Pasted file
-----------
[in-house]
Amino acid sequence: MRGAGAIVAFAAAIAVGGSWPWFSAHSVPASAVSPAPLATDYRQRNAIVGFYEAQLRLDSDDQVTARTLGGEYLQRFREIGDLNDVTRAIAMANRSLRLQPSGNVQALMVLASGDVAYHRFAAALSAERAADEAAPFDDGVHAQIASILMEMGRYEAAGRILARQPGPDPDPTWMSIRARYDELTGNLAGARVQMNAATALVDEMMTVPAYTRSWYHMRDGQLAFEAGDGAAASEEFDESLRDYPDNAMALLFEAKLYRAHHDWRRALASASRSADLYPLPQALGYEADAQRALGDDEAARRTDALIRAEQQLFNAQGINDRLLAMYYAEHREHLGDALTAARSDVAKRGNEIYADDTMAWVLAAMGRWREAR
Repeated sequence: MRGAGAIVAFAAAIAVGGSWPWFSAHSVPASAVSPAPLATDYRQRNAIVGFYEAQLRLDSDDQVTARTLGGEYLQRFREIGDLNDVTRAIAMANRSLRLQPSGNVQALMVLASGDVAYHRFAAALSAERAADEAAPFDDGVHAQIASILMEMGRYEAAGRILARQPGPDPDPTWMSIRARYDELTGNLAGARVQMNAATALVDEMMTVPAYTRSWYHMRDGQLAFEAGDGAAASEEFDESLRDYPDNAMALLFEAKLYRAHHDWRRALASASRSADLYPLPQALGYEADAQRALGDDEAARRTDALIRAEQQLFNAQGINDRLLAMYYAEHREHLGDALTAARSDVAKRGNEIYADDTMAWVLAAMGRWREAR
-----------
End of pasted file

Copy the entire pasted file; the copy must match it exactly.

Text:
[in-house]
Amino acid sequence: MRGAGAIVAFAAAIAVGGSWPWFSAHSVPASAVSPAPLATDYRQRNAIVGFYEAQLRLDSDDQVTARTLGGEYLQRFREIGDLNDVTRAIAMANRSLRLQPSGNVQALMVLASGDVAYHRFAAALSAERAADEAAPFDDGVHAQIASILMEMGRYEAAGRILARQPGPDPDPTWMSIRARYDELTGNLAGARVQMNAATALVDEMMTVPAYTRSWYHMRDGQLAFEAGDGAAASEEFDESLRDYPDNAMALLFEAKLYRAHHDWRRALASASRSADLYPLPQALGYEADAQRALGDDEAARRTDALIRAEQQLFNAQGINDRLLAMYYAEHREHLGDALTAARSDVAKRGNEIYADDTMAWVLAAMGRWREAR
Repeated sequence: MRGAGAIVAFAAAIAVGGSWPWFSAHSVPASAVSPAPLATDYRQRNAIVGFYEAQLRLDSDDQVTARTLGGEYLQRFREIGDLNDVTRAIAMANRSLRLQPSGNVQALMVLASGDVAYHRFAAALSAERAADEAAPFDDGVHAQIASILMEMGRYEAAGRILARQPGPDPDPTWMSIRARYDELTGNLAGARVQMNAATALVDEMMTVPAYTRSWYHMRDGQLAFEAGDGAAASEEFDESLRDYPDNAMALLFEAKLYRAHHDWRRALASASRSADLYPLPQALGYEADAQRALGDDEAARRTDALIRAEQQLFNAQGINDRLLAMYYAEHREHLGDALTAARSDVAKRGNEIYADDTMAWVLAAMGRWREAR